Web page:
If you think about the music your listener was exposed to as a child, you can easily discover how to write to respond to his nostalgia at work. But it is important to remember that "nostalgia" can also be associated with feelings of sadness and loneliness, such as joy and comfort. As a composer, this is where it is important to play with instrumentation, timbre and tempo to get the right balance.
It uses degrees of scale from early childhood.
The previous section deals with the music that we, as young people, choose to listen to. But you can achieve similar results with melodic and intermediate relationships selected from children's music. Children's music is often written so simply that it is memorable for life, so when referring to those simple melodies it is sure that the audience will return to those first formative moments.
Let's imagine a childhood in which lullabies are heard, such as "Mary Had a Little Lamb" and "Merrily We Roll Along". Songs that focus on the 1st, 2nd and 3rd grades, small interval jumps, feel more familiar, more comfortable, and more nostalgic.
Look back to the television programs that were directed to young children over the decades and listen to their themes. For someone who was a child of the 90s in, say, the US, he probably watched many shows on PBS Kids, especially Arthur, and many Disney movies like The Little Mermaid, Aladdin and Hercules.
When the songs and the musical pieces mimic the scale degrees of these programs and films and focus on the notes 1, 2, 3 and 5 on a scale, they give me a little back to my childhood.
It turns out that many of those Disney movies were rated by the same person, Alan Menken. Perhaps he was anticipating that this music would eventually remain within the subconscious of his audience when he wrote it.
Whether it is used by accident or on purpose, it tends to work. If you look closely at the melody of "Sugar, We 'Go' 'Down" from Fall Out Boy, you will notice that it puts the same concentration in those small-scale intervals. The first vocal line even sounds like a lullaby, with a mountain-style melody: D-E-F # -E-D-E-F # -E-D.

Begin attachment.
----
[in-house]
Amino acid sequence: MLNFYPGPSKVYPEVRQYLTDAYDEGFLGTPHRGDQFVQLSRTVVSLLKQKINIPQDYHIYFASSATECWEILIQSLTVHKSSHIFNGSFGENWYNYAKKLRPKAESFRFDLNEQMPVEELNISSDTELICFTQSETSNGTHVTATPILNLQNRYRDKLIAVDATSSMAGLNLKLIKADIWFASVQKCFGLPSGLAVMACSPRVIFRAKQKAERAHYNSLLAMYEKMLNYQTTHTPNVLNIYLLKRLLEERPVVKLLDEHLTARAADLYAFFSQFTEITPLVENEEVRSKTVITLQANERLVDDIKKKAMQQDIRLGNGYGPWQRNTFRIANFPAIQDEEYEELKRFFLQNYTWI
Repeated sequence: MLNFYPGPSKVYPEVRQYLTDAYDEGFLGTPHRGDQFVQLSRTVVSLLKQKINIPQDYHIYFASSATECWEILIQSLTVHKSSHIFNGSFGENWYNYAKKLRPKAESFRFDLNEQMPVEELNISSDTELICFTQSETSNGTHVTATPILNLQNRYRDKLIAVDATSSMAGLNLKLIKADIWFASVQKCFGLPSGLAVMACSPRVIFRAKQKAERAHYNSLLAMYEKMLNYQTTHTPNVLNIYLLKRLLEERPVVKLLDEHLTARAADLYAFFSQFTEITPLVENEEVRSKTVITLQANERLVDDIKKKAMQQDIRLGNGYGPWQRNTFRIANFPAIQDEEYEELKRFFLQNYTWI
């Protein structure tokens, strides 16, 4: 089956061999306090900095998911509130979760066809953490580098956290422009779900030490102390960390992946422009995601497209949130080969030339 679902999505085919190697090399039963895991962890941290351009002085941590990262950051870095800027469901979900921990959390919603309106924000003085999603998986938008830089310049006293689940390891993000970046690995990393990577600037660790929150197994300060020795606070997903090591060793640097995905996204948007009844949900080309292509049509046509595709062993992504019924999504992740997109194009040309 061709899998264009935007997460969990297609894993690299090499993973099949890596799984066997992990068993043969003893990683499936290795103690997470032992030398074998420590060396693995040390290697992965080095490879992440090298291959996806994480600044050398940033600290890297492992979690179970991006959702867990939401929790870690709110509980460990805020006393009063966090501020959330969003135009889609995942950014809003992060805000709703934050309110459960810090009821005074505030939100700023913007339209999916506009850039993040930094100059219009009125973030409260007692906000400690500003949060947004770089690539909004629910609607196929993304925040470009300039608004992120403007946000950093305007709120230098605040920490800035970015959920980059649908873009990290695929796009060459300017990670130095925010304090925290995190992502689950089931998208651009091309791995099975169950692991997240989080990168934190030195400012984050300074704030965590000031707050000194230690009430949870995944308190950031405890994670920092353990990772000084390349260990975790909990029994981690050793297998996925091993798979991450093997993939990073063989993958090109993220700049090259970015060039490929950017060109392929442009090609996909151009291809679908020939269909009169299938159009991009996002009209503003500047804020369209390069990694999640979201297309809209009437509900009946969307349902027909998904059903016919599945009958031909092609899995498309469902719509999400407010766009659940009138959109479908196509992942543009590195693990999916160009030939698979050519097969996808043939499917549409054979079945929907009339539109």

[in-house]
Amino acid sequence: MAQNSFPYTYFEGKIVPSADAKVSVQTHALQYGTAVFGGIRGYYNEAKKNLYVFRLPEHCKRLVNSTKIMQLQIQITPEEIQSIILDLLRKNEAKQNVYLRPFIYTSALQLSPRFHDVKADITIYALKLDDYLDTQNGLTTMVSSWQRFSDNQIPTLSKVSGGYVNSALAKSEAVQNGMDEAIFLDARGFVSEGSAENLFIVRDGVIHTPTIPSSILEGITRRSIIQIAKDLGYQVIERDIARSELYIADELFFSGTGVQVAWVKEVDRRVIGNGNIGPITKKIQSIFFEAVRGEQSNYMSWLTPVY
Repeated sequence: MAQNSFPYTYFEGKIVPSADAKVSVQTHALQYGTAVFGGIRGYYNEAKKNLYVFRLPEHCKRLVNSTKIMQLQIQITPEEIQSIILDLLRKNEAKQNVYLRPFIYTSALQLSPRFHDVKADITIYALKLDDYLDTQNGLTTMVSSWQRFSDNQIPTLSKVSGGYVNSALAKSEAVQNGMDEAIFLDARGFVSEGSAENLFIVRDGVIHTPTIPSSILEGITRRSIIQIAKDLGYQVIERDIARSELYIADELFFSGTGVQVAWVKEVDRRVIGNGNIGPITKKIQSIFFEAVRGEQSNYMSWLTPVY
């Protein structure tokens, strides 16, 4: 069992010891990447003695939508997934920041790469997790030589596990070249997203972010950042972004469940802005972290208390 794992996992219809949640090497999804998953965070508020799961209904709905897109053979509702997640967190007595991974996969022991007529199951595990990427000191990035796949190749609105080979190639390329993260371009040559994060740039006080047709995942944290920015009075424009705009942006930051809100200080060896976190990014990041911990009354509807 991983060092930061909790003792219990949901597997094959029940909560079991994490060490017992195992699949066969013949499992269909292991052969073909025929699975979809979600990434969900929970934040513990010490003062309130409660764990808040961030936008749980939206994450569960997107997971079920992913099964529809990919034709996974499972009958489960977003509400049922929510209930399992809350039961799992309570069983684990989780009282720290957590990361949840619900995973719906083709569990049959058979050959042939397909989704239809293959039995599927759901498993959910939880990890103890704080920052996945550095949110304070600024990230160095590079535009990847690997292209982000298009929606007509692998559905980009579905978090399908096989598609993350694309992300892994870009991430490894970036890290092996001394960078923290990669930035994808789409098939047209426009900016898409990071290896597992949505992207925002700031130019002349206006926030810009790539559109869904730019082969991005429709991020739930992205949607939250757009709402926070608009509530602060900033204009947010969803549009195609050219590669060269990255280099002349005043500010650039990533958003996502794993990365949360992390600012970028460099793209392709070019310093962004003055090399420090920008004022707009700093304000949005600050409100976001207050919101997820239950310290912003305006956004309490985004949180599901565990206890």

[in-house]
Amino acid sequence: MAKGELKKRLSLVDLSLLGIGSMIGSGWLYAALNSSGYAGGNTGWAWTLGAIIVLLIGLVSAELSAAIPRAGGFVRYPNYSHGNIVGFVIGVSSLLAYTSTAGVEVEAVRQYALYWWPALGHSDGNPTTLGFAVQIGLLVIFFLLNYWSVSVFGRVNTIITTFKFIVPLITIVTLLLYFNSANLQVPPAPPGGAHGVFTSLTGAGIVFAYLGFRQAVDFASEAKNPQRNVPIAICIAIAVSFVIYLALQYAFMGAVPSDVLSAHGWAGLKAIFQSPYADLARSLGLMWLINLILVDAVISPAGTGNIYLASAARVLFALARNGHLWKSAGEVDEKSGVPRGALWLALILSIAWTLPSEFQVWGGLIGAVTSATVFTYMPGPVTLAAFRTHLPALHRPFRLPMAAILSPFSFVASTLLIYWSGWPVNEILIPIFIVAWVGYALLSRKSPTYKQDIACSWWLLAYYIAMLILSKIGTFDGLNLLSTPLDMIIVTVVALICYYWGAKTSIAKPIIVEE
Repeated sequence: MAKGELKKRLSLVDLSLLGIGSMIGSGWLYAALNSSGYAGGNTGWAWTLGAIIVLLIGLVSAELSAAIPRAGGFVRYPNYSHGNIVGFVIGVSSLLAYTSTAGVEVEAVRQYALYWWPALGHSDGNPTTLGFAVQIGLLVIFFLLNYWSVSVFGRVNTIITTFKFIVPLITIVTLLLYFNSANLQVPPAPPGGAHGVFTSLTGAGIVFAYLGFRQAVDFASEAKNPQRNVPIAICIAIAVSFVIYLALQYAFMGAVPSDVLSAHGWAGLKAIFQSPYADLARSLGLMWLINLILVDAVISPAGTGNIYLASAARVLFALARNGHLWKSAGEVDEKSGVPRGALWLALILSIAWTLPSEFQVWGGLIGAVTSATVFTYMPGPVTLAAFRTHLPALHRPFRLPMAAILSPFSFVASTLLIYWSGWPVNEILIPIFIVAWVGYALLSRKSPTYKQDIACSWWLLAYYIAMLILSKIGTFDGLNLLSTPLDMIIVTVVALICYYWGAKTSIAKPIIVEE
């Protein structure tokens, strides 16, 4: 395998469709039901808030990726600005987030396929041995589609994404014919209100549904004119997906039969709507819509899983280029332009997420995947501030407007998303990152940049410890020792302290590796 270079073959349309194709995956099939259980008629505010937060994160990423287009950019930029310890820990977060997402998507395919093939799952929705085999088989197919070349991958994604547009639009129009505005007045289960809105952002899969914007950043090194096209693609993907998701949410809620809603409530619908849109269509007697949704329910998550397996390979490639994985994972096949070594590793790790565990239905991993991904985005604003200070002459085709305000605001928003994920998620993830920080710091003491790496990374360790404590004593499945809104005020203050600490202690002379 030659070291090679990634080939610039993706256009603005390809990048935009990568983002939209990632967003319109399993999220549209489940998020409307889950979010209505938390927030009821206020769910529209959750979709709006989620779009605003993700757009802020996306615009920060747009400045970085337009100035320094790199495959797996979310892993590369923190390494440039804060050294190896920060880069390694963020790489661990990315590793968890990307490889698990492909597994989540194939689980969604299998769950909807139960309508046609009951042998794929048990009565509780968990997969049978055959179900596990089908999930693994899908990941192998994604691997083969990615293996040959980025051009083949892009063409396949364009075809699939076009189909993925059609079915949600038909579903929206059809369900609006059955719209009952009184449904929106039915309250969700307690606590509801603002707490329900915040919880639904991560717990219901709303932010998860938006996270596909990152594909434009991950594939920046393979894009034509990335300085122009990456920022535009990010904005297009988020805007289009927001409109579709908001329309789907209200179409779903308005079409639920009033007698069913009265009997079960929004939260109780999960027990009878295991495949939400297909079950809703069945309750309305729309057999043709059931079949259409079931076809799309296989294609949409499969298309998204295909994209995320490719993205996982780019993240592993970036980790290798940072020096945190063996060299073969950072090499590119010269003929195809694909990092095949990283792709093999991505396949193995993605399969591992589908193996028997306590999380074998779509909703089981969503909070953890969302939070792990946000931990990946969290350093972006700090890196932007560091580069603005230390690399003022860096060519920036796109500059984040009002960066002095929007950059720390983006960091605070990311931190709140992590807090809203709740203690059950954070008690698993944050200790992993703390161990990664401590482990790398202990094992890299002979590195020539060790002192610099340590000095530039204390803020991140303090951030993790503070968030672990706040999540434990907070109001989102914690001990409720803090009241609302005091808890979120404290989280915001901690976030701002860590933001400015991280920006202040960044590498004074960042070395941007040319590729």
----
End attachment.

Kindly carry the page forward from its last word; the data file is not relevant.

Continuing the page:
By thinking of your target listener, Fall Out Boy was able to successfully balance an aesthetic of youthful rebellion with a sound that was immediately comforting. That is one of the reasons why The Phoenix New Times said that this song "could be the most heard emo song of all time".
Do not forget to use instruments from childhood
Create musical nostalgia It's not just thinking tonally, the choice of timbre and the instrument can be just as useful. Ask yourself: What instruments would my audience have heard in music, television programs and movies when they were children?
This principle has been used by composers such as Adam Schlesinger, who wrote the title song of That Thing You Do !.
When the studio requested a song that sounds like The Beatles, Schlesinger decided to use instruments, style and production techniques similar to that period of time. If someone in their 40s or 50s entered the theater to watch the movie, they were immediately moved. Back to your youth. For those of us who are too young to have lived in the early 1960s, it is likely that our parents have presented us with The Beatles music at some point so that we also have our own development benchmark.
This attention to detail only serves to dress the context much closer, so that we get into the drama with little or no restriction. We are invited to participate in the world of the fictional band of the movie, The Wonders.
Anne-Marie's recent single "2002" paints a picture of the days when we were young, referring to the pre-adolescent pop songs of those children of the 90s. And if you're around 27, you can hear "2002" and To feel that the song takes you back to the days when you also sang with your childhood friends.
If you want your music to touch the feeling of nostalgia of your audience, you must know who your audience is, what they grew up in and what kind of sounds provide comfort and joy.
I guess it's not that far from what Hans Zimmer was talking about after all …
So, who is your Doris?